Monday, February 25, 2013


Wait. It’s not the end of the year. What am I doing writing “Adventures in Audio”?

I started my music career as a musician, more years ago than I care to count. I thought it was the end all, after all, how can you have a music career and not be a musician? That was the narrow focus of my thinking. Circumstances in life placed other priorities in my way, and I found that music is a thing in my life, not the thing of my life. Practicalities made it impossible for me to pursue my “musician side” as much as I wanted.

Another chapter opened up where I went behind the scenes. I made some albums, met a lot of really cool people, started this website, met a few not-so-cool people, worked for a professional baseball organization, started a podcast that is heard around the world, and concentrated on audio engineering.

years later, the old musicians bug starts biting again, this time with the intensity of a chigger attack. (Anyone spending any time in east Texas knows what I am talking about.) It was time to get back into the game as a player. I couldn’t commit myself to another band, but I found the perfect outlet performing in the bands of musicals in the area. That led to me meeting other musicians, in addition to musicians I met when I was recording and engineering in full swing. There were also some attempts at forming bands that for one reason or another never panned out. But the shift is unmistakable. My career is shifting back to the musician side of things.

I’m just going to go with it. I think I can balance performing and engineering. It’ll certainly be an adventure. Tonight I played with a band, an audition. I felt it went well, and I think everyone else was pleased and there was talk about future meetings, but I am still being cautiously optimistic. I had fun and gave it 110%, and whatever happens, happens.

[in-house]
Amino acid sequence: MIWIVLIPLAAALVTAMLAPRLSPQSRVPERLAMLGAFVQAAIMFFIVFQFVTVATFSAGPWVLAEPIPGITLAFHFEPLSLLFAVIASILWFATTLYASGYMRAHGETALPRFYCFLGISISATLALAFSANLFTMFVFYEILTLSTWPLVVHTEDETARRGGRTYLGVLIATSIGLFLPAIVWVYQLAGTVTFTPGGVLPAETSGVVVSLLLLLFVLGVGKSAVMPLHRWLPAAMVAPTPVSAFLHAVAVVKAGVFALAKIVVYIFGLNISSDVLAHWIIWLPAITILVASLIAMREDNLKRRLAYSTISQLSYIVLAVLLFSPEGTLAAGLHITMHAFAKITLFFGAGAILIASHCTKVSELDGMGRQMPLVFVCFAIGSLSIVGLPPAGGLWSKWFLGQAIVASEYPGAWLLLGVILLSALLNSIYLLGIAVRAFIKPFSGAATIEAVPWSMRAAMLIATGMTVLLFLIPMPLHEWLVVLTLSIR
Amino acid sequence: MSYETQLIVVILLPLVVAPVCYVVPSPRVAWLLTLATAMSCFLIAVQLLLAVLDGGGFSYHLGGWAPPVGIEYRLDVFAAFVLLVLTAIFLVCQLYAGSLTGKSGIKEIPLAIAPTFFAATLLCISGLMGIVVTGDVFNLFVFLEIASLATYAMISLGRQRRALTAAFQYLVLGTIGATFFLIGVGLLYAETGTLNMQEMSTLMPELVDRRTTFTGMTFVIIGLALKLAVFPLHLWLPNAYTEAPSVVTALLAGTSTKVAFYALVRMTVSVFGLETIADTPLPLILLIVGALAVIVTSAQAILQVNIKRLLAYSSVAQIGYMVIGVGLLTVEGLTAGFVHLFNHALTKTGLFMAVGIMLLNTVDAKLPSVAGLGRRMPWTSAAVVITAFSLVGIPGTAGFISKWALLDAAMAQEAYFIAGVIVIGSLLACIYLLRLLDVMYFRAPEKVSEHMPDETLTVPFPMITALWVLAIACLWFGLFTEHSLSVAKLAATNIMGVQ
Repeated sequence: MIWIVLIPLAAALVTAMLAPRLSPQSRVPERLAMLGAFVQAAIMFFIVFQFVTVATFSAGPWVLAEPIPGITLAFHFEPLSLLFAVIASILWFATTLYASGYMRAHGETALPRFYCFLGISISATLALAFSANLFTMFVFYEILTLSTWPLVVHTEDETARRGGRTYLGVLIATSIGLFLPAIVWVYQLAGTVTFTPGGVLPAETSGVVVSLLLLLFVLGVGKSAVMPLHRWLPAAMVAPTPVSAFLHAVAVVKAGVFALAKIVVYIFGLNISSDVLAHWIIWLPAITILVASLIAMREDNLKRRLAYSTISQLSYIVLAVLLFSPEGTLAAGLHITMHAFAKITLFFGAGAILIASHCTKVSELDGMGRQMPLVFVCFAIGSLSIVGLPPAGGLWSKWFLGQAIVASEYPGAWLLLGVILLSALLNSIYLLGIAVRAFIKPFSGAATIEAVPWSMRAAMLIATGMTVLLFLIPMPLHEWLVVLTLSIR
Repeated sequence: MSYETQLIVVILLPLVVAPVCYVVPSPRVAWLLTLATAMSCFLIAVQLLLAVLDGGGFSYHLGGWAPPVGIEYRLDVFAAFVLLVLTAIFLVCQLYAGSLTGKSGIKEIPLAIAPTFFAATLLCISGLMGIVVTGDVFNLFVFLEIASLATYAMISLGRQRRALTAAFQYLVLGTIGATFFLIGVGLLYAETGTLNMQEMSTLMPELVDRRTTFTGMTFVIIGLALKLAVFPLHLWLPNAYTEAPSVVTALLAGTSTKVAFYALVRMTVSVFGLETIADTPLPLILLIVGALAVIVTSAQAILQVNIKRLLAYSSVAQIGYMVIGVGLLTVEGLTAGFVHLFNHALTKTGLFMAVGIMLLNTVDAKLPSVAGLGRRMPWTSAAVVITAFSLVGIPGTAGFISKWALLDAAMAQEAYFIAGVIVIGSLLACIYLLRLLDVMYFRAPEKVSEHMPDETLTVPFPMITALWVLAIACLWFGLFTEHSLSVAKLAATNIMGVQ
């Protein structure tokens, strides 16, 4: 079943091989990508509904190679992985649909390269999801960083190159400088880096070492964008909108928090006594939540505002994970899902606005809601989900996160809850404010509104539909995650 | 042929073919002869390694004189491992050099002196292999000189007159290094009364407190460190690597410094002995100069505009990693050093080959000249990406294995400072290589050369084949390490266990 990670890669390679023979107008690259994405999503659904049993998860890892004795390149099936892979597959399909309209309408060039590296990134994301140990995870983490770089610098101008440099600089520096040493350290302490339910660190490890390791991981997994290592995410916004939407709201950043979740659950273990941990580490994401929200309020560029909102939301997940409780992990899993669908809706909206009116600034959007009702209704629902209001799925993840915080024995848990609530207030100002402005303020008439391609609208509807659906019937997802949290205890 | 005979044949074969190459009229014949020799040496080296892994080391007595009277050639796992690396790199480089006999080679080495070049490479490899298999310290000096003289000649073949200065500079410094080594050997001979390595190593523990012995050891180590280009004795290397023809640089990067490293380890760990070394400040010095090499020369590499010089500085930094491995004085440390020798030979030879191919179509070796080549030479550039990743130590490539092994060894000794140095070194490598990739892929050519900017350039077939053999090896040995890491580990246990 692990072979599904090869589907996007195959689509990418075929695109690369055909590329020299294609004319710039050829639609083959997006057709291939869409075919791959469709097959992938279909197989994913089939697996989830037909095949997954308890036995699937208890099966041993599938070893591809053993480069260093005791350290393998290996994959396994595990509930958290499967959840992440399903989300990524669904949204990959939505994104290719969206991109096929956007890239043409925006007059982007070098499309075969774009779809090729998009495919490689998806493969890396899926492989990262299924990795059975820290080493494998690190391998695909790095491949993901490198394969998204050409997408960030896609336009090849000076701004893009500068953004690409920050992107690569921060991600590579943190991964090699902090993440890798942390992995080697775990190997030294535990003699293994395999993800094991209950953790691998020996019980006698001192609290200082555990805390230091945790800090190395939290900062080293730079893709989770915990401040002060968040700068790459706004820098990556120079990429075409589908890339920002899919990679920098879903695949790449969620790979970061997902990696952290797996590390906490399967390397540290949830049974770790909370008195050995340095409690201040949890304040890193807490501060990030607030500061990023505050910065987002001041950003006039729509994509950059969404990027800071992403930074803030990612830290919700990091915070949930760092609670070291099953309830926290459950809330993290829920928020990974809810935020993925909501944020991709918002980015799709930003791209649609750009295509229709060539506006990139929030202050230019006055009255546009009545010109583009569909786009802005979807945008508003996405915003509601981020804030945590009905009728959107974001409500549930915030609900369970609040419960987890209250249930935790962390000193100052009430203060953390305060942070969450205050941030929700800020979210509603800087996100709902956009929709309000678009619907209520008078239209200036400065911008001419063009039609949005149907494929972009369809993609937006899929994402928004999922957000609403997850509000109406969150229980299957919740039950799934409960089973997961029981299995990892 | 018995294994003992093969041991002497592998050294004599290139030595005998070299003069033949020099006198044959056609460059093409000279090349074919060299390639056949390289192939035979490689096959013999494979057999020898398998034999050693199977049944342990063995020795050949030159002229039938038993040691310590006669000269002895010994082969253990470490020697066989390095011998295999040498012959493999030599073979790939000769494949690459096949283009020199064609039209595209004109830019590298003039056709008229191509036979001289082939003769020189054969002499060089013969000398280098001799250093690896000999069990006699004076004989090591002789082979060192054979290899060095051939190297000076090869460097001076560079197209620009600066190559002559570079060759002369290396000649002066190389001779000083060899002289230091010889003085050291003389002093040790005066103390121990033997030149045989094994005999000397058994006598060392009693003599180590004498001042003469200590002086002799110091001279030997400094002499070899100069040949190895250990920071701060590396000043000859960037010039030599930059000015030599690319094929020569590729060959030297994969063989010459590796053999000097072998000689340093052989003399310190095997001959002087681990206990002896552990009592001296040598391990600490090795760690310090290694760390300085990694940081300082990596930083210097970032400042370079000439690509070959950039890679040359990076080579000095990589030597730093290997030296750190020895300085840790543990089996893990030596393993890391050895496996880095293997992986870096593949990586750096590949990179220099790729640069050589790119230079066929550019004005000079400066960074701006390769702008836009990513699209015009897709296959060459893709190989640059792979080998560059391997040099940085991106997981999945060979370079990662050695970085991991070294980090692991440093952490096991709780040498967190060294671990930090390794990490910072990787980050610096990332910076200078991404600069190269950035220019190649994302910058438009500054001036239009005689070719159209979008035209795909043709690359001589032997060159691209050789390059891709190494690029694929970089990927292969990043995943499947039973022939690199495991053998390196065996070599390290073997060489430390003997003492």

Monday, December 31, 2012


I was making some changes to the website and saw that I haven’t made an entry in my “Adventures in Audio.” Not that there hasn’t been any. 2012 was a very busy year, as far as audio adventures go. “Music You Don’t Have, But Should” continued production, although the production schedule got a little spotty due to my involvement in another musical and wrist surgery. Then new commitments began presenting themselves. The regular schedule of a new show the Saturday after the 1st and 15th of the month was amended to accommodate other projects, but “Music You Don’t Have, But Should” remains popular and it’s a joy to do, so the podcast series will continue in 2013. Talks are also going on about another podcast series or at least a series of short PSAs.

So where will South Sound Audio head in 2013? The podcast will continue. There will be more outside music projects, as well as more work at Safeco Field. Massive gear expansion is on the horizon. I’m going to be playing out in 2013 in various bands and doing session work as well. Maybe Lightning In A Bottle will see the light of day. Tough call, that one. Trying to get bootleg tapes to sound less “bootleggy” is a chore. Some possible musical work is in talks or will be soon.

Just keeping the plan nebulous enough to change if they have to.

My friend, colleague and mentor, Willie K., will be retiring this fall which may cause a major change at South Sound Audio. Whatever happens will be for the best, but either way, South Sound Audio will continue.